In May 1949, Mental Health Awareness Month was celebrated for the first time and was the beginning step to spreading awareness and breaking down barriers for people accessing care.
70 years later, people like you are still working to Stamp Out Stigma or are reminding others that mental health is just as important as physical health with #4body4mind.
With 1 in 5 adults in the United States experiencing a mental health condition in a given year and the 2018 Community Health Needs Assessment (administered by Carilion Clinic) saying there was an increase in respondents who said they had been told by a doctor that they have depression, anxiety, or mental health problems, Mental Health Awareness Month is just as important in Roanoke as it is across the nation.
So with it coming to a close, our work is not done yet.
“How can I keep the conversation going about mental health all year long?” Glad you asked and even more glad that you’re continuing to be a champion for mental health.
First, continue to inspire others to raise awareness and take part in sharing information, resources, and support for mental health conditions.
To help you get started, consider the following as you find ways to spread awareness:
- Talk about it. Ask people how they are doing and mean it. Always be ready to listen and encourage. Ask questions and never judge.
- Share your story. Have you personally struggled or currently struggle with mental illness? Don’t hesitate to tell friends and family about it. Your story can encourage others to ask for help.
- Encourage non-judgmental speak. Try to educate those around you on how to talk about mental illness. Never use words like “crazy” or “insane” as insults.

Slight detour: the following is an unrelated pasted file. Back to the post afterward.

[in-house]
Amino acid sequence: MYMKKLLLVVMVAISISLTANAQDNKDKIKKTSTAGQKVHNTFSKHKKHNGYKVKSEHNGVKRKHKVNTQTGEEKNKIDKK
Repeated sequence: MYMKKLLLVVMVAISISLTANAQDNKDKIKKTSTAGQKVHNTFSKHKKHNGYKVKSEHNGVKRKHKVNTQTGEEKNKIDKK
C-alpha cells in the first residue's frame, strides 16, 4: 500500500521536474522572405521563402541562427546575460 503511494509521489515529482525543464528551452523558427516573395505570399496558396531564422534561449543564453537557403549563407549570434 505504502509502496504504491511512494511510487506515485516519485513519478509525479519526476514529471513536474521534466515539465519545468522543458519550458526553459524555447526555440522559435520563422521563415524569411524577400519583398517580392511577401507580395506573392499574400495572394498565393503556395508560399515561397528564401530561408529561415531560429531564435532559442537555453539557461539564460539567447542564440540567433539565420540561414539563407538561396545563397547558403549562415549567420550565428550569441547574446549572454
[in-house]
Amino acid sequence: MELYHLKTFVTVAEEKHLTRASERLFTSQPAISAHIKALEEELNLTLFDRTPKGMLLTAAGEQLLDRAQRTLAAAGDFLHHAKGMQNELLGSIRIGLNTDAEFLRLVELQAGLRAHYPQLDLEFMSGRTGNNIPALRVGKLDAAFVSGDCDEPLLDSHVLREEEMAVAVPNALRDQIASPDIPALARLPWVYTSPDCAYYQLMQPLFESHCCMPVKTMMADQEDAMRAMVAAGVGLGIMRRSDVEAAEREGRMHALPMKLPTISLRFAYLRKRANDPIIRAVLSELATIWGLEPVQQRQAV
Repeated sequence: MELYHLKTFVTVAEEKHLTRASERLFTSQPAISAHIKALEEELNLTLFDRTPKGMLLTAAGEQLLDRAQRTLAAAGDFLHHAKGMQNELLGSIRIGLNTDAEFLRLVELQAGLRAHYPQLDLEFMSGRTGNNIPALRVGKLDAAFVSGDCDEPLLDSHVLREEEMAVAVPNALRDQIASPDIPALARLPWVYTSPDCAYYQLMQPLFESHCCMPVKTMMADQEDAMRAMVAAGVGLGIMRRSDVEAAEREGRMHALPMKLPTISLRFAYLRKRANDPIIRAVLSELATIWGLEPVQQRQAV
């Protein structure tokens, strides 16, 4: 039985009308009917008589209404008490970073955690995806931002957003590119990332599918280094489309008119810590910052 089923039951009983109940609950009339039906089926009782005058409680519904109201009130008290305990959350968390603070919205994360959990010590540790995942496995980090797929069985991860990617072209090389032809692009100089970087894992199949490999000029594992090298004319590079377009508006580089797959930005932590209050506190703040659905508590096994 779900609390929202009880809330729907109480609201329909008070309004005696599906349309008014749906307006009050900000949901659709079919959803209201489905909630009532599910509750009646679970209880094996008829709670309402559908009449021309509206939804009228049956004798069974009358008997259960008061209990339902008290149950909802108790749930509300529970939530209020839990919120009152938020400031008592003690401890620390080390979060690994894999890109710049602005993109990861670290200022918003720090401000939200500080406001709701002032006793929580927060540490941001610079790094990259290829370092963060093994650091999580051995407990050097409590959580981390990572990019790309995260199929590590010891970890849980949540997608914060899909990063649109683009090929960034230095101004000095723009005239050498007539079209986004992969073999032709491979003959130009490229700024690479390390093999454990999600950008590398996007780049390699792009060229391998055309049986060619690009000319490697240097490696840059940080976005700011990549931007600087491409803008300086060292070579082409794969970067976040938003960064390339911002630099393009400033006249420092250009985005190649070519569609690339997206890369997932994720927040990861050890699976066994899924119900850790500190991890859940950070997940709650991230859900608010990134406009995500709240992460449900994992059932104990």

- Volunteer in your community. Donate your time to help others. You’ll boost your mental health as you work to help those in need.
- Organize group workouts with friends to improve your mental health. Exercise is a great mood booster and is even more effective when you spend time with friends!
Stigma is a huge reason why many people don’t access services that could help them or even talk about mental health at all. That’s also why the talking points above are important.
Some people describe stigma as shame that can be felt like a judgment from someone else or a feeling that is internal, something that confuses feeling bad with being bad. Most of the examples above are about creating dialogue with people. Opening these channels helps to reduce stigma and helps people to realize that feeling bad doesn’t make you a bad person.
Second, keep finding resources to stay on top of mental health topics and awareness. While we hope one of those resources is us (promotion time: check us on Facebook, Instagram, Twitter, or our e-newsletter), there are so many ways to stay in the know to keep spreading awareness.
Our community is better off because you invest in mental health. Thank you for being our #MentalHealthWarrior.